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Teamwork & Collaboration: Achieve more than the sum of individual efforts

“Alone we can do so little, together we can do so much.” ~ Helen Keller

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Organizations are made up of teams. Successful organizations are made up of highly functional and collaborative teams. For individual success as well, the ability to work with other people is a valued trait. One cannot work in their silos and expect to succeed in a workplace that is structured to reward collaboration.

In this article, we explain the definition of teamwork, the stages of team development (Tuckman's model), types of teams, and tips to collaborate effectively.

So what is teamwork?

Teamwork is when a group of people comes together to achieve a common goal. They do this while dealing with conflicts in an efficient way and thus creating results that are more than the sum of individual efforts.

Great teams have proven over time how they can achieve goals often deemed impossible through grit, determination, cohesiveness, and peak performance. We can easily find examples of high-performing teams in sports, military, industry, and almost every other field. There are lots of benefits of working together in teams and in the next section we share the most significant ones. 

Advantages of working in teams

1. Better problem solving

People bring with them their set of knowledge, skills, and experiences that unique to them. When people come together in teams to solve problems, it assists in brainstorming and generating solutions that would otherwise have been limited to only 1 person's abilities.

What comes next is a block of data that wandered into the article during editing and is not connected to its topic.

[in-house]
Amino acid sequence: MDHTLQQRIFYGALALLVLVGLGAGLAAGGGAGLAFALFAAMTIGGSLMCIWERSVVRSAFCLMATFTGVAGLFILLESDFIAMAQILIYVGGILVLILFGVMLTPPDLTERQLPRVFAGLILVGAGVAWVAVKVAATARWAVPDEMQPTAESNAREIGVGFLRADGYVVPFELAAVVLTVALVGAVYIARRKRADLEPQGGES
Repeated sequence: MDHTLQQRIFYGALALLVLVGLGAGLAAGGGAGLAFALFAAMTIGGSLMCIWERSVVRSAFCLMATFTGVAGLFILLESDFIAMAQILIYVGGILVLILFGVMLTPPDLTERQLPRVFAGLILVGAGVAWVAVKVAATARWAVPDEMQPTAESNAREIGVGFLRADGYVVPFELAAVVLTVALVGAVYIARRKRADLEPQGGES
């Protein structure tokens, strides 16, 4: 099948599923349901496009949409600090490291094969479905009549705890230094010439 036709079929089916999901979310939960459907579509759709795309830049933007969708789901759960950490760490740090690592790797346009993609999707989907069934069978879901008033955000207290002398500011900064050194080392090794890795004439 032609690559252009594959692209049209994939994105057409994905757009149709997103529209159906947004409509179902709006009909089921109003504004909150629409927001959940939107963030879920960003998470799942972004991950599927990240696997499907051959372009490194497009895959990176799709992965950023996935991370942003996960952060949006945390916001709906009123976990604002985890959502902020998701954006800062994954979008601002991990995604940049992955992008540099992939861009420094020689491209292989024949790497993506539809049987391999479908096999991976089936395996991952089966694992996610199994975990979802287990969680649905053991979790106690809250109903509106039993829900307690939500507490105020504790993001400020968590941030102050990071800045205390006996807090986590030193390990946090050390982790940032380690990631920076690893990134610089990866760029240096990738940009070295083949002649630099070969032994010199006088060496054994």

It has been observed that complex problems are solved better by teams than individuals. And the more diverse the team is, the higher is the impact of them working together.

2. Innovation

When team members openly share their views and ideas, the team as a whole tends to evolve them into innovative solutions. A study of software development projects by PMI found that the results show teamwork quality and performance are dependent on the innovativeness of the project. Another study by Deloitte found that Innovation increases by 1.4x when diverse people work together in teams.

Innovation is not just a by-product but an essential outcome of highly functional teams.

3. Better work relationships

Over time while working together, team members form deeper bonds that enhance trust and collaboration. It has been visibly observed that established teams have better communication, long-term working relationships, and support from each other during tough times.

"If you want to go fast, go alone. If you want to go far, go together" ~ African Proverb

4. Faster learning

One of the key benefits of working in teams is that its members learn from each other's abilities and experience and this collectively makes their learning curve steeper. They learn from their successes, mistakes, failures, and challenges and grow together in maturity. Even when learning a new skill, social or group learning proves to be more effective.

5. Motivated members